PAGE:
Eger. O! madam, they are mere temporary baubles, especially in courtship; and no more to be depended upon than the weather, or a lottery ticket.
Lady Rod, Ha, ha, ha! twa excellent similes,
I vow, Mr. Egerton.— Excellent! for they
illustrate the vagaries and inconstancy of my dissipated
heart as exactly as if you had meant to describe it.
[Exit with Eger.
Sir Per. Ha, ha, ha! what a vast fund of spirits and guid humour she has, Maister Sidney.
Sid. A great fund indeed, Sir Pertinax.
Sir Per. Come, let us till dinner.—Hah! by this time to-morrow, Maister Sidney, I hope we shall have every thing ready for you to put the last hand till the happiness of your friend and pupil;—and then, sir—my cares will be over for this life:—for as to my other son, I expect nai guid of him, nor shou’d I grieve, were I to see him in his coffin.—But this match,—O! it will make me the happiest of aw human beings. [Exeunt.
ACT III. SCENE I.
Enter Sir PERTINAX and EGERTON.
Sir Per. [In warm resentment.] Zoons! sir, I wull not hear a word about it:—I insist upon it you are wrong:—you shou’d have paid your court till my lord, and not have scrupled swallowing a bumper or twa, or twenty, till oblige him.
Eger. Sir, I did drink his toast in a bumper.
Sir Per. Yes—you did;—but how? how?—just as a bairn takes physic— with aversions and wry faces, which my lord observed: then, to mend the matter, the moment that he and the colonel got intill a drunken dispute about religion, you slily slunged away.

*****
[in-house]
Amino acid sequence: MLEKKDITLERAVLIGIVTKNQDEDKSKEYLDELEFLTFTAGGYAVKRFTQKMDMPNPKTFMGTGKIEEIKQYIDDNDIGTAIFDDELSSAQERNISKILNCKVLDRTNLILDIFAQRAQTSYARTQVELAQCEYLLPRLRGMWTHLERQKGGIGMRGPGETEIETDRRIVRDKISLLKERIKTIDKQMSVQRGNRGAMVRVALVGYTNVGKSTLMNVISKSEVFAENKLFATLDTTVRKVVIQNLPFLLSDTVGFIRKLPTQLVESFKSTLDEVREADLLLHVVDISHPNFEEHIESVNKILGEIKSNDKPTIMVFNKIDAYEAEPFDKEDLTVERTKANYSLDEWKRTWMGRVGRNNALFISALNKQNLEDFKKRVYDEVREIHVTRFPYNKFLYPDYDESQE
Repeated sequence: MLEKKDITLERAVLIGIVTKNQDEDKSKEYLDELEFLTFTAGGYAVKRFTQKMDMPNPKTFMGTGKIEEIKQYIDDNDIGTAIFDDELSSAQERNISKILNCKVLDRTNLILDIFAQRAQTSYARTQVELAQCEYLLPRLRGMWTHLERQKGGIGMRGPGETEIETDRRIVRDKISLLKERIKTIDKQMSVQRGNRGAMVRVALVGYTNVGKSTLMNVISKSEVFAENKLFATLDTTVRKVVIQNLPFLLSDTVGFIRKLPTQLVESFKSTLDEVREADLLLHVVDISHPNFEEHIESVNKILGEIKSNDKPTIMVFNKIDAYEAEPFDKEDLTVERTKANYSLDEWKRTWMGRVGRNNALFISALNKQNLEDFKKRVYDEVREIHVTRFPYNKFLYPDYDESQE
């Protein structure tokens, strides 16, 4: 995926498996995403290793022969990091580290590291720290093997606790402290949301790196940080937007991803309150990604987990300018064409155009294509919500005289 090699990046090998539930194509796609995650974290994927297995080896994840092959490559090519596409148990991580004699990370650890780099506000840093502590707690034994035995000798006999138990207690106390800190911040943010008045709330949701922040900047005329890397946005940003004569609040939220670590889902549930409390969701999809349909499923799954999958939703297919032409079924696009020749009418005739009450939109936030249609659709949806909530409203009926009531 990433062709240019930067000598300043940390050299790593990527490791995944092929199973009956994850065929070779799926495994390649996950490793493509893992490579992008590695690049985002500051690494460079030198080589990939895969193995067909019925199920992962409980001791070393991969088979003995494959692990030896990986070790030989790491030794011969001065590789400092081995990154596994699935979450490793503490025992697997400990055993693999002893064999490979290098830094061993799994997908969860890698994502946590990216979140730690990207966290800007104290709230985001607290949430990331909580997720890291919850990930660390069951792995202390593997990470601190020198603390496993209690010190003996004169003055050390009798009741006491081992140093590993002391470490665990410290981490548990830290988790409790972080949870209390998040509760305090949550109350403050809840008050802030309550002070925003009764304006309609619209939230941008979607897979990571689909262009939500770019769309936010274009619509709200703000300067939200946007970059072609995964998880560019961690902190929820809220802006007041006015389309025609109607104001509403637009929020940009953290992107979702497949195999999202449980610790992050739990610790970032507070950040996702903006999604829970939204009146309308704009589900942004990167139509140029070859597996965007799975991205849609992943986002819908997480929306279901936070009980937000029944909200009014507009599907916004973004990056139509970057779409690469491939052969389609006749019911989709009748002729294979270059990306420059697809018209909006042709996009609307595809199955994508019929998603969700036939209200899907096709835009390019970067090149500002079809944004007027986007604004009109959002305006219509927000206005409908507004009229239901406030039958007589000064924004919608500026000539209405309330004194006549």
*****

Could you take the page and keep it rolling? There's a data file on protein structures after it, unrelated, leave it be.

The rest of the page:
Eger. I thought, sir, it was time to go, when my lord insisted upon half pint bumpers.
Sir Per. Sir, that was not levelled at you, but at the colonel, in order to try his bottom; but they aw agreed that you and I should drink out of smaw glasses.
Eger. But, sir, I beg pardon:—I did not choose to drink any more.
Sir Per. But zoons! sir, I tell you there was a necessity for your drinking more.
Eger. A necessity! in what respect, pray, sir?
Sir Per. Why, sir, I have a certain point to carry, independent of the lawyers, with my lord, in this agreement of your marriage—about which I am afraid we shall have a warm squabble—and therefore I wanted your assistance in it.
Eger. But how, sir, could my drinking contribute to assist you in your squabble?
Sir Per. Yes, sir, it would have contributed—and greatly have contributed to assist me.
Eger. How so, sir?
Sir Per. Nay, sir, it might have prevented the squabble entirely; for as my lord is proud of you for a son-in-law, and is fond of your little French songs, your stories, and your bon-mots, when you are in the humour,—and guin you had but staid—and been a little jolly—and drank half a score bumpers with him, till he got a little tipsy—I am sure, when we had him in that mood, we might have settled the point as I could wish it, among ourselves, before the lawyers came: but now, sir, I do not ken what will be the consequence.